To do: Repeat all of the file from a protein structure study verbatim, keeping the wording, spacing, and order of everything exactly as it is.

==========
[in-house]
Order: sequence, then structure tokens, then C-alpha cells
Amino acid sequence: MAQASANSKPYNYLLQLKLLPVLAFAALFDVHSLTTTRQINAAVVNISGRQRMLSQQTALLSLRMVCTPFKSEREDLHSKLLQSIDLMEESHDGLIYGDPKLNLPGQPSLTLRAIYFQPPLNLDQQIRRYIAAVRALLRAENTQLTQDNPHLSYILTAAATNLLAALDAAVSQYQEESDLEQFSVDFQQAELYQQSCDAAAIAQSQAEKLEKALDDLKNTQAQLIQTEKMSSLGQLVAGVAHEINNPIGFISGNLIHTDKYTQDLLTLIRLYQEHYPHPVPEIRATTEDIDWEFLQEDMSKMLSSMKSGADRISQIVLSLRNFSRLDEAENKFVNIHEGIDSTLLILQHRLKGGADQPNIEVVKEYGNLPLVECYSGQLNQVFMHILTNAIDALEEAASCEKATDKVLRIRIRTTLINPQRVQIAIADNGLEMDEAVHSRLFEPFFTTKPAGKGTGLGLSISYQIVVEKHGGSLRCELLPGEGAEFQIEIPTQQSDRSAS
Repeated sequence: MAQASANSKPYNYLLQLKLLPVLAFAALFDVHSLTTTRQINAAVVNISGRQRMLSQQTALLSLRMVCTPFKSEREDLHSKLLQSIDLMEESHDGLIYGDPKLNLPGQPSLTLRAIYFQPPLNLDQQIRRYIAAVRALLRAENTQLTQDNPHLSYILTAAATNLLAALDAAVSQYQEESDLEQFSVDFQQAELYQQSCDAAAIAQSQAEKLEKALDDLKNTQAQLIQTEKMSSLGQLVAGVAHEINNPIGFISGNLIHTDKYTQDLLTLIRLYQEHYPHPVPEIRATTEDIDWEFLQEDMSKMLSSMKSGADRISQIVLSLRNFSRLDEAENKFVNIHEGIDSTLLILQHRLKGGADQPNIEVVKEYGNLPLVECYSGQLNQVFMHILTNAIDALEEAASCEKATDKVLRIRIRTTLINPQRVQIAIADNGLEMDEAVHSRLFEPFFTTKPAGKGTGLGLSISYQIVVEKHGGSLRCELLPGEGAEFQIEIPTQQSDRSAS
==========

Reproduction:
[in-house]
Order: sequence, then structure tokens, then C-alpha cells
Amino acid sequence: MAQASANSKPYNYLLQLKLLPVLAFAALFDVHSLTTTRQINAAVVNISGRQRMLSQQTALLSLRMVCTPFKSEREDLHSKLLQSIDLMEESHDGLIYGDPKLNLPGQPSLTLRAIYFQPPLNLDQQIRRYIAAVRALLRAENTQLTQDNPHLSYILTAAATNLLAALDAAVSQYQEESDLEQFSVDFQQAELYQQSCDAAAIAQSQAEKLEKALDDLKNTQAQLIQTEKMSSLGQLVAGVAHEINNPIGFISGNLIHTDKYTQDLLTLIRLYQEHYPHPVPEIRATTEDIDWEFLQEDMSKMLSSMKSGADRISQIVLSLRNFSRLDEAENKFVNIHEGIDSTLLILQHRLKGGADQPNIEVVKEYGNLPLVECYSGQLNQVFMHILTNAIDALEEAASCEKATDKVLRIRIRTTLINPQRVQIAIADNGLEMDEAVHSRLFEPFFTTKPAGKGTGLGLSISYQIVVEKHGGSLRCELLPGEGAEFQIEIPTQQSDRSAS
Repeated sequence: MAQASANSKPYNYLLQLKLLPVLAFAALFDVHSLTTTRQINAAVVNISGRQRMLSQQTALLSLRMVCTPFKSEREDLHSKLLQSIDLMEESHDGLIYGDPKLNLPGQPSLTLRAIYFQPPLNLDQQIRRYIAAVRALLRAENTQLTQDNPHLSYILTAAATNLLAALDAAVSQYQEESDLEQFSVDFQQAELYQQSCDAAAIAQSQAEKLEKALDDLKNTQAQLIQTEKMSSLGQLVAGVAHEINNPIGFISGNLIHTDKYTQDLLTLIRLYQEHYPHPVPEIRATTEDIDWEFLQEDMSKMLSSMKSGADRISQIVLSLRNFSRLDEAENKFVNIHEGIDSTLLILQHRLKGGADQPNIEVVKEYGNLPLVECYSGQLNQVFMHILTNAIDALEEAASCEKATDKVLRIRIRTTLINPQRVQIAIADNGLEMDEAVHSRLFEPFFTTKPAGKGTGLGLSISYQIVVEKHGGSLRCELLPGEGAEFQIEIPTQQSDRSAS